We are always looking for ways to reduce stress and bring calm into our home. Katy Beskow shares her simple tips for peaceful living
1. Declutter your home
Are the drawers struggling to close? Whether it’s in the kitchen, bedroom or lounge, it’s time to remove some of the ‘visual noise’ that creates stress and stops you from finding what you’re looking for when you really need it.
Start small, with just a drawer, cupboard or wardrobe, and remove what you no longer want, or need.
It’s a good rule of thumb to remove something from your home before purchasing anything new. Donate or sell unwanted items from your decluttering purge.
Give everything a place in your home, whether it’s the TV remote, hairbrush, or coffee machine. Aim to keep worktops as clear as possible, and organise items in baskets, trays, or in cupboard space.
If your kitchen cupboards or freezer are bulging, write an inventory and meal plan to use up what you already have, which will reduce food waste, save you money, and help you to reorganise without throwing away any food.
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3. Neutral colours
Neutral colours immediately transform a room into a calming space, so opt for earthy tones such as beige, light green, clay pink, or greys.
If you’ve got no plans to redecorate this year, refresh a room with neutral-toned soft furnishings, such as cushions and soft wool-free throws.
Your home can feel calmer and more spacious when the rooms flow together with a consistent neutral colour palette throughout, so it’s worth choosing versatile colours that can be carried through into other rooms and living areas.
4. Air your worries
There’s nothing like the freshness of a well-ventilated house, so crack open the windows, even just for a few minutes during the winter.
Although there’s nothing cosy or calm about a cold house, it’s good to refresh your space naturally, eliminate household odours, and have a flow of fresh air to invigorate your energy levels.
Spray a few drops of peppermint essential oil on window ledges for a stimulating fragrance.
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5. Get green
Bring nature into your home with a few house plants around living spaces.
Not only will this connect you with the great outdoors and create visual calmness, but they work to produce oxygen and cleaner air indoors.
With some nurture from you, sunlight, and when kept out of the draught, house plants will surprise you with their abilities to grow season after season.
If you’re not green-fingered, consider low maintenance plants such as peace lilies, spider plants, and cacti.
6. Get into routine
Every evening before you go to bed, spend just 5 minutes tidying living spaces, so you can start tomorrow with a fresh slate.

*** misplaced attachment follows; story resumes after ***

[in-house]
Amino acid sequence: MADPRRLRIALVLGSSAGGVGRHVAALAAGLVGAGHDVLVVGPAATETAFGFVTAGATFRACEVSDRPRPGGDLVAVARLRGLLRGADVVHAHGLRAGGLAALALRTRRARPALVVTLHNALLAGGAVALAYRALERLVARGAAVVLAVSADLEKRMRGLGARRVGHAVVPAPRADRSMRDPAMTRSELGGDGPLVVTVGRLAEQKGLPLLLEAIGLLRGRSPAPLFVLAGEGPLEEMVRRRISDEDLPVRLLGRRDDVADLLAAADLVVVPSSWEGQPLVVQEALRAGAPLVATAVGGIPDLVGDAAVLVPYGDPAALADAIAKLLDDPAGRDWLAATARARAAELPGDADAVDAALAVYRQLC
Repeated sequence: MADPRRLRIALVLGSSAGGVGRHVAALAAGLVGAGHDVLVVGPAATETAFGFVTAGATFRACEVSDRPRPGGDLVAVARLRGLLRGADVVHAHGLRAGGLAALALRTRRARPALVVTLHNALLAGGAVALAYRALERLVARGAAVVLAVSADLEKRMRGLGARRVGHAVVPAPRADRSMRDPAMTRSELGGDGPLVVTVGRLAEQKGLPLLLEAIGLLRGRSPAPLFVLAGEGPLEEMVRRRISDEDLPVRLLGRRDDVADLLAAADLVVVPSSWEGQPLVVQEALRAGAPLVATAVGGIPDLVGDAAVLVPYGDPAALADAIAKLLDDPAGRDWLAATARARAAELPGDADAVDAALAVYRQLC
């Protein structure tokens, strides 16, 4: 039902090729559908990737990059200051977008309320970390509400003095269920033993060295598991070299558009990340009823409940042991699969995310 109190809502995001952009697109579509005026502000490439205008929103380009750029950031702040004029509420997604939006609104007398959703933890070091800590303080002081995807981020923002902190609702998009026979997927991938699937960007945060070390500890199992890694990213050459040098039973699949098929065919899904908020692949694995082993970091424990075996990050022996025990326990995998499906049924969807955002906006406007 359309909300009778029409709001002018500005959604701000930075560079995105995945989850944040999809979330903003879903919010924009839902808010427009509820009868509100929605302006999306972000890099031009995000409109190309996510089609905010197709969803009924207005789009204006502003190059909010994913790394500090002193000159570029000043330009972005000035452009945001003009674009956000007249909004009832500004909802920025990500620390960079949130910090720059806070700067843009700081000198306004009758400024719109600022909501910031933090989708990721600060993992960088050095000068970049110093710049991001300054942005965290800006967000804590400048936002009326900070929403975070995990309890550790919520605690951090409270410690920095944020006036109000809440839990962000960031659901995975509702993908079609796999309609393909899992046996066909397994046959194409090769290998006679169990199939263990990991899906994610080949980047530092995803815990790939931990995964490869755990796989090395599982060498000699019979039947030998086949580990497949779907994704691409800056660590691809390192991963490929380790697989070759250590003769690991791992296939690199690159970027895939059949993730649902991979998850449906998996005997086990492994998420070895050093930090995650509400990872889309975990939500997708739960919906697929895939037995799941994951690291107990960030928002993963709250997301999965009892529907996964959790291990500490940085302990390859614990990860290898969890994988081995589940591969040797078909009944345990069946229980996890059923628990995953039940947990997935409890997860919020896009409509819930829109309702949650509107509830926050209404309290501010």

There’s nothing better than walking into a tidy and clean living space first thing in the morning – it’s a stress-free way to start the day.
In your nighttime tidying routine, include packing away any children’s toys, doing the washing up, clearing papers, and putting away anything that will not serve your morning.
Those 5 minutes can make all the difference to your morning – your future self will thank you!
7. Let in the light
Ceiling downlights provide bright but harsh light – useful for work and play on dark days, but less calming in the evening.
Consider layered lighting, including lamps and even candles, to produce softer light as needed, for a more soothing effect.
Make the most of natural daylight by fully opening curtains/blinds; observing natural daylight patterns helps you feel more in-tune with your body clock, for a calmer day through to the evening.
It doesn’t come as a surprise that a pleasant, calm aroma can turn a house into a home, giving you that “I’m home” feeling as soon as you walk through the door.
Choose from soy-based, vegan scented candles, natural reed diffusers (ensure cruelty-free), or essential oils warmed in tealight/electric diffusers.
Whether to uplift, relax, or create a seasonal scent, mix and match fragrances for a calming atmosphere to suit your mood.
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Although it’s lovely to have special photos and art hanging on the walls, it can quickly become visual clutter that can interrupt the sense of calm in your home.
If you feel the walls are becoming overfilled, remove everything temporarily, and take in the decluttered space for at least one week.
This will allow you to understand what (if anything) you wish to return to hanging on the wall. You can store other photos in albums or digitally, and donate any unwanted artwork.
10. Work and play
With more people working from home (sometimes multiple people in one house) it is important to separate workspace from relaxation space.
We don’t all have the luxury of a home office we can close the door on at the end of a working day, and many people have a makeshift desk on a kitchen or dressing table.
Disconnect from your job by sticking to working hours, placing your laptop/equipment in a drawer, turning off the work phone, and clearing work-related ‘mess’ before you relax for the evening.
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